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The story of Greta, as told by her mom, Kari

My husband and I were overjoyed when we learned that I was pregnant with identical twins. At my 20-week ultrasound, both babies looked healthy and equal in size. But at 24 weeks, we received the dreaded news that my babies were experiencing twin-to-twin transfusion syndrome (TTTS) with twin anemia polycythemia sequence (TAPS). My twins shared the same placenta, and the blood vessels became abnormally joined so that one twin was being deprived of blood flow and had anemia (not getting appropriate oxygen and nutrients) and the other was getting too much blood flow and had polycythemia (putting undue stress on the heart). After we knew what was happening, I underwent fetoscopic ablation of the blood vessel connection between the twins in the hopes of correcting the condition and saving both twins’ lives. However, during the follow-up ultrasound, it was discovered that one of the babies did not have a heartbeat. My husband and I were devastated. At the same time, we learned this terrible news, we also found out that our babies’ were girls. The gender reveal was supposed to be an exciting announcement, but I couldn’t help but cry even harder. We spent the next 3 weeks wondering if our other twin would die, too.

I delivered both girls at 30 weeks gestation. Grace was born asleep and Greta was born with chorioamnionitis, a bacterial infection. The first few hours were very tense, and the doctors weren’t sure if Greta would survive. But she did. The first time I went to the neonatal intensive care unit (NICU) to see Greta, I couldn’t believe how tiny and fragile she looked. Greta weighed 2 lb 13 oz and looked so sick. She continued to fight for her life, and I trusted the staff to make all of the right decisions for her. I was planning Grace’s funeral, and the doctors and nurses were so amazing that I never thought to question anything.

NICU Nutrition

Greta received my colostrum on Day 1 of her life. She tolerated it so well that her feeds were increased a little each day. To supplement my breast milk, the NICU was able to provide donor breast milk supplied by other moms. Within a few days of her birth, Greta was able to transition from a ventilator to a CPAP machine. She was slowly getting better. A week after the delivery of our babies, we held a funeral for baby Grace, and when I returned to the NICU, I couldn’t believe what I found. Beside Greta’s incubator was a syringe labeled “Similac.”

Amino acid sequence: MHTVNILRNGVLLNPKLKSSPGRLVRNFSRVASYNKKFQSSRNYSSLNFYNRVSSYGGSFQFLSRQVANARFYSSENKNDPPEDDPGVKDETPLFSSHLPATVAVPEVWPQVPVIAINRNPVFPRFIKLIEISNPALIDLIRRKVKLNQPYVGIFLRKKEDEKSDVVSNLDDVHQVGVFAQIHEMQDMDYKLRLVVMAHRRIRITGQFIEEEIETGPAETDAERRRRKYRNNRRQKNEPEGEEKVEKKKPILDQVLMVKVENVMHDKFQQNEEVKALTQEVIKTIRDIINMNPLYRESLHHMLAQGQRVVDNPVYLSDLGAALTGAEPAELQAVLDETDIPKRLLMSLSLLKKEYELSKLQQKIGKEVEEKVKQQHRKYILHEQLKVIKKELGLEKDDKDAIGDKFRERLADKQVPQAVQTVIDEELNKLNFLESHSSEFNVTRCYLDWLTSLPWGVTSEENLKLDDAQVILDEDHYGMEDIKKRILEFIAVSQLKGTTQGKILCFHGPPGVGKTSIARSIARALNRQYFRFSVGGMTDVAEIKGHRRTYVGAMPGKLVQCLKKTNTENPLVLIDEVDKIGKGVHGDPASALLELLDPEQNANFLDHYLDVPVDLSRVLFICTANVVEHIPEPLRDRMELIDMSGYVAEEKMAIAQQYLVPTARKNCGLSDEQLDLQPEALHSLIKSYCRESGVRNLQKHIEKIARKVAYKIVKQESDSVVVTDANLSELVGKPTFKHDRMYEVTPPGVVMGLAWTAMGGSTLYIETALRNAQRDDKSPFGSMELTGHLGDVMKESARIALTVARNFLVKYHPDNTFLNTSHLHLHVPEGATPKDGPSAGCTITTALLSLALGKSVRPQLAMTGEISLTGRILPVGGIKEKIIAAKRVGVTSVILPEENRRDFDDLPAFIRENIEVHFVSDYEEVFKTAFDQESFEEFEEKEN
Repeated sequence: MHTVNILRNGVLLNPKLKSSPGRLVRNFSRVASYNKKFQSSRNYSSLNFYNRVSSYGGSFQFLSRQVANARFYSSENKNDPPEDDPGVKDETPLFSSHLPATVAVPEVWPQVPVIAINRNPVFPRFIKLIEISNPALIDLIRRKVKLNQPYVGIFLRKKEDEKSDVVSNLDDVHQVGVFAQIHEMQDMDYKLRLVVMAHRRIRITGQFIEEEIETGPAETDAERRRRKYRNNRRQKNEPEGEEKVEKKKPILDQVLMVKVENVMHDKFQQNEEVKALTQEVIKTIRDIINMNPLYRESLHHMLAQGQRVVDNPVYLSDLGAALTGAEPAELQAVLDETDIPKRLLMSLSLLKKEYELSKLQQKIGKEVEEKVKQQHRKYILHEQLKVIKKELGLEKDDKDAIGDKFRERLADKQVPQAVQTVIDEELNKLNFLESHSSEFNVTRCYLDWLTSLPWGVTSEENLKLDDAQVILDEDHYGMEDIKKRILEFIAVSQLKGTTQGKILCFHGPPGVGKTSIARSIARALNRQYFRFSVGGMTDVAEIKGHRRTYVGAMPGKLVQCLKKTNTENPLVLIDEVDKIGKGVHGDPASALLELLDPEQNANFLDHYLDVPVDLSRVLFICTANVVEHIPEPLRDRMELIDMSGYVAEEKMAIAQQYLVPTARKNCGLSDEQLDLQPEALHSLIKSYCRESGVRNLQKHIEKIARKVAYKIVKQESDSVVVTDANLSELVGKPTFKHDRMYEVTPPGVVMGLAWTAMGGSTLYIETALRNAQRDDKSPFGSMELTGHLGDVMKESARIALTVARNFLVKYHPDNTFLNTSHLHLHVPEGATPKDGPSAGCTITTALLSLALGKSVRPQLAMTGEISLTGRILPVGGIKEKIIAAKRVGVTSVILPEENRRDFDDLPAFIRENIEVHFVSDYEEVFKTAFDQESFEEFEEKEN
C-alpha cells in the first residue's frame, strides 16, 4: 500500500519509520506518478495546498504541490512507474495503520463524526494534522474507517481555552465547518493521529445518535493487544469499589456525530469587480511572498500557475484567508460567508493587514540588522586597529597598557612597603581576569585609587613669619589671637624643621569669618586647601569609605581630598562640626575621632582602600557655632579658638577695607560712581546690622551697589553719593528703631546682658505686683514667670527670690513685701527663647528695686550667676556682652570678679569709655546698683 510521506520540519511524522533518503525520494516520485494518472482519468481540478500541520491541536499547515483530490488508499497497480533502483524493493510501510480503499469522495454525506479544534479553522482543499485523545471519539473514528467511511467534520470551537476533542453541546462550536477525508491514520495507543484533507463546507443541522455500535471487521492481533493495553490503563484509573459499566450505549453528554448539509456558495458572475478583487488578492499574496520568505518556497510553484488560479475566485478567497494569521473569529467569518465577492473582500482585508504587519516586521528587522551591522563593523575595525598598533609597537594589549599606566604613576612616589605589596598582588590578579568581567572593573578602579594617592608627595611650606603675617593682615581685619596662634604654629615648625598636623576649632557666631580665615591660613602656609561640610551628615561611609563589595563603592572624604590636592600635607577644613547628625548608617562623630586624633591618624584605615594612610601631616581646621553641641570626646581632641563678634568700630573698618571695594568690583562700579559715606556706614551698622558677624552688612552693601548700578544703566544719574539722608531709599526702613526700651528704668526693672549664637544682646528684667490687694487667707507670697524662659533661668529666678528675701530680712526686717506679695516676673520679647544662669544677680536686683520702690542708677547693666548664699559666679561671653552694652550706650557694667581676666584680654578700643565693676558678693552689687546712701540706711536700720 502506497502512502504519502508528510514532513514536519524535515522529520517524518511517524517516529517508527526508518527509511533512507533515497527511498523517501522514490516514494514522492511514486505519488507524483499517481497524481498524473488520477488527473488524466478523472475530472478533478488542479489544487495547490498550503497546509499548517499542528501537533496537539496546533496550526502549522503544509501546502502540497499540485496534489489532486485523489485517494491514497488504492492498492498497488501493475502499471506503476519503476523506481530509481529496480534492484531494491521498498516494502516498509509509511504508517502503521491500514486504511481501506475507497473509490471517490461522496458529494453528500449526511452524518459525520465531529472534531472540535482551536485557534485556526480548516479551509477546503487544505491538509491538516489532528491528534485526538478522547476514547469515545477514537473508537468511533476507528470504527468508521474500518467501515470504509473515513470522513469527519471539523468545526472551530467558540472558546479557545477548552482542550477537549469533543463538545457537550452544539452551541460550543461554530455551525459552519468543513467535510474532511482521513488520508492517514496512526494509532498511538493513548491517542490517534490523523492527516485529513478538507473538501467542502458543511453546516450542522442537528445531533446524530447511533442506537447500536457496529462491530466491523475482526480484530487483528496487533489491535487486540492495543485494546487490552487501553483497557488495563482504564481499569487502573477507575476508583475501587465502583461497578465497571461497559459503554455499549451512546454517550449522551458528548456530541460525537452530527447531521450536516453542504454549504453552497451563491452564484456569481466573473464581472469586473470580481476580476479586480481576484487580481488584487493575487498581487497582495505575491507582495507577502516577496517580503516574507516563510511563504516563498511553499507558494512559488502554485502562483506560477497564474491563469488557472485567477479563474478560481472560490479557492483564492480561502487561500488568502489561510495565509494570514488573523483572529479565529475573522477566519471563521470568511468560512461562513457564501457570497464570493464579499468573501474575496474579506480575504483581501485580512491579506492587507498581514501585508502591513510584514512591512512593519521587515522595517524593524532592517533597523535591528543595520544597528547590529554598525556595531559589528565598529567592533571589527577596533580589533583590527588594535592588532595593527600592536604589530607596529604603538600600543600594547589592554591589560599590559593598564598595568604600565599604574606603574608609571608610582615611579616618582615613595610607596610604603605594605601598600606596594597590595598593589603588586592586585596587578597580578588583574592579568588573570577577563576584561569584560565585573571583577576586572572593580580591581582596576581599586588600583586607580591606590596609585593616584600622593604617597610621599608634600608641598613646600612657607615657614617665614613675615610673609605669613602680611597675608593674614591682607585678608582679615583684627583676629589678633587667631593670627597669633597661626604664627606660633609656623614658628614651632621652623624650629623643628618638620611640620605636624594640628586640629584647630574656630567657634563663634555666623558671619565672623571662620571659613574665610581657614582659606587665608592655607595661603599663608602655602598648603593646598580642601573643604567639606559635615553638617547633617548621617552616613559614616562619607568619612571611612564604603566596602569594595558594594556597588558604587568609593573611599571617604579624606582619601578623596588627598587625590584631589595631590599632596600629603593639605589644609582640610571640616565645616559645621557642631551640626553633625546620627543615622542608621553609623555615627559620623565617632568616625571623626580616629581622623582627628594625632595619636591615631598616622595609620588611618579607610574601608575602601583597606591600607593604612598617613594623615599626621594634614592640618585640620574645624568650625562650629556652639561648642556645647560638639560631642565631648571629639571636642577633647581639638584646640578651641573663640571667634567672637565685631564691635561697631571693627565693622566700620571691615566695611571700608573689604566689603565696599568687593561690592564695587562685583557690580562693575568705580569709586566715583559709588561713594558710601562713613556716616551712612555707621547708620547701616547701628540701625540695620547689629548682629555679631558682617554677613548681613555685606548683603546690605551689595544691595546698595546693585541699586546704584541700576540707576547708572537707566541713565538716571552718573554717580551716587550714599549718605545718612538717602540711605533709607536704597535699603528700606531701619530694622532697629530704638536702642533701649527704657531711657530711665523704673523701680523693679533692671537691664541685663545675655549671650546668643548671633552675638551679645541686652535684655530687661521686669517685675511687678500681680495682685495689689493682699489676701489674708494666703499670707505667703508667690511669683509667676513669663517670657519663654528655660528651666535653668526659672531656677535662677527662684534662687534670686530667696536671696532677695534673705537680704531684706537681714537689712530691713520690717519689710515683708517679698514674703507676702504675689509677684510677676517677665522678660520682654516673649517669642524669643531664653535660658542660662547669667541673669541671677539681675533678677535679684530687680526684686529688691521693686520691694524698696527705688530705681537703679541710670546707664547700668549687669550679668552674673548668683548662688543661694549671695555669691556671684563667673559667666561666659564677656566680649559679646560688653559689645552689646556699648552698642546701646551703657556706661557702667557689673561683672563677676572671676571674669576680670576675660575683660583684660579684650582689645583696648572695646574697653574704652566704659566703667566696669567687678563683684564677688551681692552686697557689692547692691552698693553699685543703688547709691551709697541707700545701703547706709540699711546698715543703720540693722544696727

I panicked. I called in the nurse and told her to stop the feeding until I could speak with the neonatologist. She explained that what was in the syringe was a fortifier.

I understood the need to fortify my breast milk to increase the calories, as breast milk alone averages about 19 calories an ounce and preemies need a minimum of 24 calories an ounce to grow and develop. But in the days prior to this, I had spoken to my lactation consultant, who had mentioned Prolacta’s 100% human milk-based human milk fortifier. All other human milk fortifiers were made from cow milk, she said. I had heard that there was a connection between premature babies being fed cow milk fortifiers or formula and an increase in necrotizing enterocolitis, and I wasn’t about to take a chance with my only surviving baby! I wanted to keep Greta on a strictly human milk diet. Greta was already so fragile and little that I couldn’t imagine her having to fight a disease or endure a surgery. The neonatologist assured me that they would hold off on fortifying my breast milk until the next morning, so that I could have time to sleep on it. I spent the night calling up my own doctor to seek advice, speaking to another neonatologist, and conducting research online.

The next morning I was ready to advocate for my daughter. But to my surprise, the doctor came in that day saying she was willing to try Prolacta’s fortifier. I was so relieved! She said that if Greta wasn’t gaining weight nicely, we would need to have another discussion. However, Greta began to put on weight slowly and steadily. As each day went by and she became stronger, the nurses all commented on how pleased they were that she didn’t have any “gut problems.”

When it came closer to discharge, we started giving Greta just my hindmilk for higher calories because Prolacta fortifier was not available to take home. The lactation consultant tested my hindmilk, and it was 27 calories an ounce. Greta was then able to come off Prolact+ H2MF® human milk-based human milk fortifier and go home.

I am glad that I was able to advocate for my daughter. She is now 8 months old and thriving well. Looking at her now, you would never know she had a rocky start in life. I was so thankful that there were moms out there who took the time to pump and donate their breast milk for my Greta that I decided to become a donor myself! I now donate my excess breast milk to Prolacta in memory of Grace and to ensure that every preemie has the option of receiving a 100% human milk diet.